For example, a panelboard is located in an area with one luminaire that provides illumination to the panelboard working space. The lighting fixture is controlled by a wall-mounted occupancy sensor. When the occupancy sensor is working properly, the working space light will be off until someone walks into the area. When the sensor detects the presence of a person, the light will turn on. A preset time after the person leaves the area, the light turns off. The working space illumination for this panelboard is controlled by automatic means, but it is also equipped with a means to override the automatic shutoff. Since illumination to this working space is not controlled by automatic means only, this installation is permitted (see Figure 2).


Section 110.26(D) also says additional lighting outlets are not required where the working space is illuminated as permitted by 210.70(A)(1), Exception No. 1. The requirement in 210.70(A)(1) states at least one wall-switch-controlled lighting outlet shall be installed in every habitable room and bathroom. The first exception to 210.70(A)(1) states, in other than kitchens and bathrooms, one or more receptacles controlled by a wall switch shall be permitted in lieu of lighting outlets. In a dwelling unit, it may be permissible to have a receptacle controlled by a wall switch in the area of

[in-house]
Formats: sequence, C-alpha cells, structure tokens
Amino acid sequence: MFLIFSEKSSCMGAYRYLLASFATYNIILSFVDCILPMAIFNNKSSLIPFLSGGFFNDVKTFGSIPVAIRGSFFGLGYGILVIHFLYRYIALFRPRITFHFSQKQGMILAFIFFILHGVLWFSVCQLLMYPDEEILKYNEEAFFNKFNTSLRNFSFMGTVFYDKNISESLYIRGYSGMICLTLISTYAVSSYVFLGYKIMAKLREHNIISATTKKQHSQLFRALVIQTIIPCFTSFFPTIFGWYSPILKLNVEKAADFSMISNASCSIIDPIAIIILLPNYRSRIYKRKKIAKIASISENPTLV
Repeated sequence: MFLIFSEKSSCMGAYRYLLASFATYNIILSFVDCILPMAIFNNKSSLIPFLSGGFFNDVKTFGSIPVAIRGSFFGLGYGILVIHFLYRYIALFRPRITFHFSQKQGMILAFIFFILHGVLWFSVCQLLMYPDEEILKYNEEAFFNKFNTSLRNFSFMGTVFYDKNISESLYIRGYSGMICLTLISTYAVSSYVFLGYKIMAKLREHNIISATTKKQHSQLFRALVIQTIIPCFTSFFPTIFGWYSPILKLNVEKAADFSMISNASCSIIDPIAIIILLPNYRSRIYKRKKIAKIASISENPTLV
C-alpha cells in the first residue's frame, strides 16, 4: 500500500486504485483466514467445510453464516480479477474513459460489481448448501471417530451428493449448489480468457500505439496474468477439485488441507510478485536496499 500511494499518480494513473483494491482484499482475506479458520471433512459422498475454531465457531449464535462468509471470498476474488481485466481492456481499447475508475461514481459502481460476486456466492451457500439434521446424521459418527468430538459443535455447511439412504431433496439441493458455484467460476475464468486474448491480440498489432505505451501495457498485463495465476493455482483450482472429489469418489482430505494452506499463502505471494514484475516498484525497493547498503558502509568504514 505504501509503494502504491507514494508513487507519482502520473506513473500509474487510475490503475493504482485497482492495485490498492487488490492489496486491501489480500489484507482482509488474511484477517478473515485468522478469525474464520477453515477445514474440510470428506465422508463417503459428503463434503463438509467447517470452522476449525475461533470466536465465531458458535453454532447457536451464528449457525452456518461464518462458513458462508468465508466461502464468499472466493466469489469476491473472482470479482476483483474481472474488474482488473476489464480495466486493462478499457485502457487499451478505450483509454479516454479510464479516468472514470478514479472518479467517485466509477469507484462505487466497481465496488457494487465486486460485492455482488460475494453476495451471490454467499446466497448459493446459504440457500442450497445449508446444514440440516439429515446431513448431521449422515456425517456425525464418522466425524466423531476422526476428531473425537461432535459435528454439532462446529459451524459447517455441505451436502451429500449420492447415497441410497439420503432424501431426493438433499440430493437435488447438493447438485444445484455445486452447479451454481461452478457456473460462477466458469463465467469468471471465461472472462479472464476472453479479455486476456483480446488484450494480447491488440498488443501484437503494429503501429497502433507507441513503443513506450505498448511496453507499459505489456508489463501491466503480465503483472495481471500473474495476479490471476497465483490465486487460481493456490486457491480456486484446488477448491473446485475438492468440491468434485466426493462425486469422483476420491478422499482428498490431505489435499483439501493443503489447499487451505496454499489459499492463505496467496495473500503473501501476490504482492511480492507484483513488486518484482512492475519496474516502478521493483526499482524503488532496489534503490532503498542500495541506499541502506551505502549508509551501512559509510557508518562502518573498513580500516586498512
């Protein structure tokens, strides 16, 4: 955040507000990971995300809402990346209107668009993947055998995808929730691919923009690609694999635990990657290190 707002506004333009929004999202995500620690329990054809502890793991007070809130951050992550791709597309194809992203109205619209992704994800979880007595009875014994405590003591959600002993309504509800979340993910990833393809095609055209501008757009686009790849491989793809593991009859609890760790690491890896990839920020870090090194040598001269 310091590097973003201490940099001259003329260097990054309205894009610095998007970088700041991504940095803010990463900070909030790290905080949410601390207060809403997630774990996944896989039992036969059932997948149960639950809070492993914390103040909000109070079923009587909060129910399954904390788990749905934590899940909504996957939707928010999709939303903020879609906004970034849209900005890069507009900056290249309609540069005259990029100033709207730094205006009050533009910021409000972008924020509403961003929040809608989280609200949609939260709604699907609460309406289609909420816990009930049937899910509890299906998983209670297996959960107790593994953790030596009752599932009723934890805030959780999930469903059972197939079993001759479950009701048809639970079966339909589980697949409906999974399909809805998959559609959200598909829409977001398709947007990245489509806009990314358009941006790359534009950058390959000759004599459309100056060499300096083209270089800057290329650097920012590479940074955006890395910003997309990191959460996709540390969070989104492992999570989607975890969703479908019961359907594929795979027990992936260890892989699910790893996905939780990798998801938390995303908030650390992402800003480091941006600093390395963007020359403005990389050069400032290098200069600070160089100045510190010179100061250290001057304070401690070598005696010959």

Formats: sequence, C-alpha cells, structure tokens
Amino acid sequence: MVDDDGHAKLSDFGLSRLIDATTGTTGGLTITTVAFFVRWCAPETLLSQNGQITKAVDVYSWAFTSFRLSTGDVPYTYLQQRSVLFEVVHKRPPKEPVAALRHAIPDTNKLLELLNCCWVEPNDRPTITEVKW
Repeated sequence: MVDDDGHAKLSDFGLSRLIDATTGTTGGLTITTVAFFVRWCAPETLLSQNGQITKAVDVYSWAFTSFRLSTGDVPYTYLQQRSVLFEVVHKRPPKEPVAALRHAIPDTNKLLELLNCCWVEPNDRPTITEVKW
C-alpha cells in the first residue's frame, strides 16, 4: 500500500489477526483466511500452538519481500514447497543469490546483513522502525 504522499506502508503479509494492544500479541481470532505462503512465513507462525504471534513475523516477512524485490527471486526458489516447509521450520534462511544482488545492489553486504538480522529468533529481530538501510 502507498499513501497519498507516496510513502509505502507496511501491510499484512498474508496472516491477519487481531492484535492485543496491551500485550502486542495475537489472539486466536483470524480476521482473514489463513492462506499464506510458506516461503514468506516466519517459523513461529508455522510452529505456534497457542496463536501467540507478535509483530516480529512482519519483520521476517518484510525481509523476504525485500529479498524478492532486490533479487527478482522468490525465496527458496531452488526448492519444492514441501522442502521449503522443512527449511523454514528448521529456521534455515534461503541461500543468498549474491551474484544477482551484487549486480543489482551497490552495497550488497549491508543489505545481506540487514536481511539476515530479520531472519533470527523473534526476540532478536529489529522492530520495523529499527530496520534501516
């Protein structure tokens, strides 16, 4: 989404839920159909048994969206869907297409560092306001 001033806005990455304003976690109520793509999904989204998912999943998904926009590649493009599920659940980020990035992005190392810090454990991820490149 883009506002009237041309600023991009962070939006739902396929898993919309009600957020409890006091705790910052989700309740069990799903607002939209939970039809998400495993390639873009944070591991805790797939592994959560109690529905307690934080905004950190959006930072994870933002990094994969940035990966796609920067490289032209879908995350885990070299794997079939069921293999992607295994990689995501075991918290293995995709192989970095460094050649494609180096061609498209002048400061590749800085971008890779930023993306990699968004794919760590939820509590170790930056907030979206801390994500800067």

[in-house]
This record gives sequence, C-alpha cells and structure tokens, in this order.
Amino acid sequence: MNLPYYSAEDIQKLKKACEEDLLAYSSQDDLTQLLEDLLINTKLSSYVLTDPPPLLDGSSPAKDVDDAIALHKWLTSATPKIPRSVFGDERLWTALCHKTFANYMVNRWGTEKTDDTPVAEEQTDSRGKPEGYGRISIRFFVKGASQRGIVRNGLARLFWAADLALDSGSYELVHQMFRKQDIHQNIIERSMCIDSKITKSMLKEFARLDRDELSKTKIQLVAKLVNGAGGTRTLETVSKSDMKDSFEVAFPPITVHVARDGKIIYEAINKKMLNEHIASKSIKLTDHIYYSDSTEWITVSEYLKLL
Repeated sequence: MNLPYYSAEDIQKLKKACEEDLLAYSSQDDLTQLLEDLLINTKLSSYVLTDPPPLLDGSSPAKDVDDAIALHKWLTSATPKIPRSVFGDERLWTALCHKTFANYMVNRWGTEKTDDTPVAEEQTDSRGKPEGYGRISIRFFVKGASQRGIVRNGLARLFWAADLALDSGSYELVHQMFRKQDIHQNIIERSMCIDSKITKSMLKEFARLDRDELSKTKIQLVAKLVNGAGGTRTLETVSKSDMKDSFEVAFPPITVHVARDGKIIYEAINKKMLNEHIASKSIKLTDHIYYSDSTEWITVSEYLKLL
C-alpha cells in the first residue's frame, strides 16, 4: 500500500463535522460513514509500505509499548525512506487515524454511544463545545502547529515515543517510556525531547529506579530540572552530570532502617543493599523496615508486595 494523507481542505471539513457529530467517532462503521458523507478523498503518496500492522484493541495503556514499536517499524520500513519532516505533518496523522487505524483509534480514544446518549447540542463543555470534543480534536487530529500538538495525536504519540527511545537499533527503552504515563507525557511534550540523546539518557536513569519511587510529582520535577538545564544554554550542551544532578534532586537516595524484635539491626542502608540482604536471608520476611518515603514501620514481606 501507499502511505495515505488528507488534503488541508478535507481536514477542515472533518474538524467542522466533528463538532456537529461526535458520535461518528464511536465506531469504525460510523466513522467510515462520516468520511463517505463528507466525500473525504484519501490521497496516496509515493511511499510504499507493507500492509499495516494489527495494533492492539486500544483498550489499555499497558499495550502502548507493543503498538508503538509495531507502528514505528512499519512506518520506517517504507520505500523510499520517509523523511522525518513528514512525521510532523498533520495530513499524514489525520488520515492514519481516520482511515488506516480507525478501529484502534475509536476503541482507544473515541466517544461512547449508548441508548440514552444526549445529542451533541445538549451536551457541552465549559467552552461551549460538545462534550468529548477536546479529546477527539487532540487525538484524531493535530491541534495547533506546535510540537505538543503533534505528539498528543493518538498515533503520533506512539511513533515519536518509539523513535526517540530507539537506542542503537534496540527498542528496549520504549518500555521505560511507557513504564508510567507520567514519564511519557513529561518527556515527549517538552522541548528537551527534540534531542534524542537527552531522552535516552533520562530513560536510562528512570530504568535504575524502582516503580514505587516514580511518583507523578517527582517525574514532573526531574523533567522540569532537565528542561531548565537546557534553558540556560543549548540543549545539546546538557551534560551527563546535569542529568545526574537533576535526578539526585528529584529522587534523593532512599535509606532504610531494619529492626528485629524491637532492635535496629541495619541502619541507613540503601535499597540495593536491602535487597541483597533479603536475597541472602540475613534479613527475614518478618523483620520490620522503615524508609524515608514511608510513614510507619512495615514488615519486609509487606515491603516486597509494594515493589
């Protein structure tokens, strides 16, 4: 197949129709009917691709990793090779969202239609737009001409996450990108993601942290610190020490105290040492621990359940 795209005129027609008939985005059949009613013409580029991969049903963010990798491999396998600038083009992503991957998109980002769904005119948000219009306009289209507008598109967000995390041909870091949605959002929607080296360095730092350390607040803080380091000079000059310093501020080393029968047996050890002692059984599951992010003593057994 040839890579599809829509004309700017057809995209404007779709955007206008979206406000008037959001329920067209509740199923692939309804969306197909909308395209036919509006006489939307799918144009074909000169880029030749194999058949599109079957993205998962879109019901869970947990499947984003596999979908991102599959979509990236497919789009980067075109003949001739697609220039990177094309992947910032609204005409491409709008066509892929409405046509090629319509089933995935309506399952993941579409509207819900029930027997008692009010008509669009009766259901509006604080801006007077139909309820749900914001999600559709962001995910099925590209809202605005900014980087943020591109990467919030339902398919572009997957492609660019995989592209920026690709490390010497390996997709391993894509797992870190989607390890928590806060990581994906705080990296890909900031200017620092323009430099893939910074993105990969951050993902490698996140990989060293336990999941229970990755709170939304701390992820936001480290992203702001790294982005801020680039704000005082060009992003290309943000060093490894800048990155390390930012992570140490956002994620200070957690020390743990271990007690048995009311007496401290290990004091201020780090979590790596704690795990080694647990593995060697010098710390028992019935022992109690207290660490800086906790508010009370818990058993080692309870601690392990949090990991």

working spaces. 


Section 110.26(E), Dedicated Equipment Space, is subdivided into indoor and outdoor installations. Section 110.26(A) contains requirements for equipment likely to require examination, adjustment, servicing or maintenance while energized, which includes a vast amount of equipment. Subsection 110.26(E) contains requirements for a very specific group of electrical equipment.


Although this section does not mention it pertains to equipment operating at 600 volts, nominal, or less to ground as it does in 110.26(A), the voltage threshold is the same because these requirements are in Part II, “600 Volts, Nominal, or Less.” As stated in 110.26(E), all switchboards, switchgear, panelboards and motor control centers shall be located in dedicated spaces and protected from damage. 


There are numerous places in the Code where requirements say to protect conductors and equipment from physical damage. A panelboard installed on a wall in a warehouse could be subject to physical damage. If so, it would need to be protected. Sometimes when panelboards are installed in industrial facilities, steel pipes or steel pipes filled with concrete are used to protect panelboards from hazards, such as tow motors. While this is a good way of providing protection for the panelboard, a violation could be created if the pipes are installed in a wrong location.


Physical protection, such as barriers and guards, shall not be installed within the working space of the panelboard; this includes depth of working space and width of working space (see Figure 3).


An exception under 110.26(E) states control equipment­—that by its very nature or because of other Code rules must be adjacent to or within sight of its operating machinery­—shall be permitted in those locations.


Next month’s column will continue the discussion of electrical installation requirements.

About the Author

Charles R. Miller

Code Contributor

Charles R. Miller, owner of Lighthouse Educational Services, teaches custom-tailored seminars on the National Electrical Code and NFPA 70E. He is the author of “Illustrated Guide to the National Electrical Code” and “Electrician's Exam Prep Manual.”...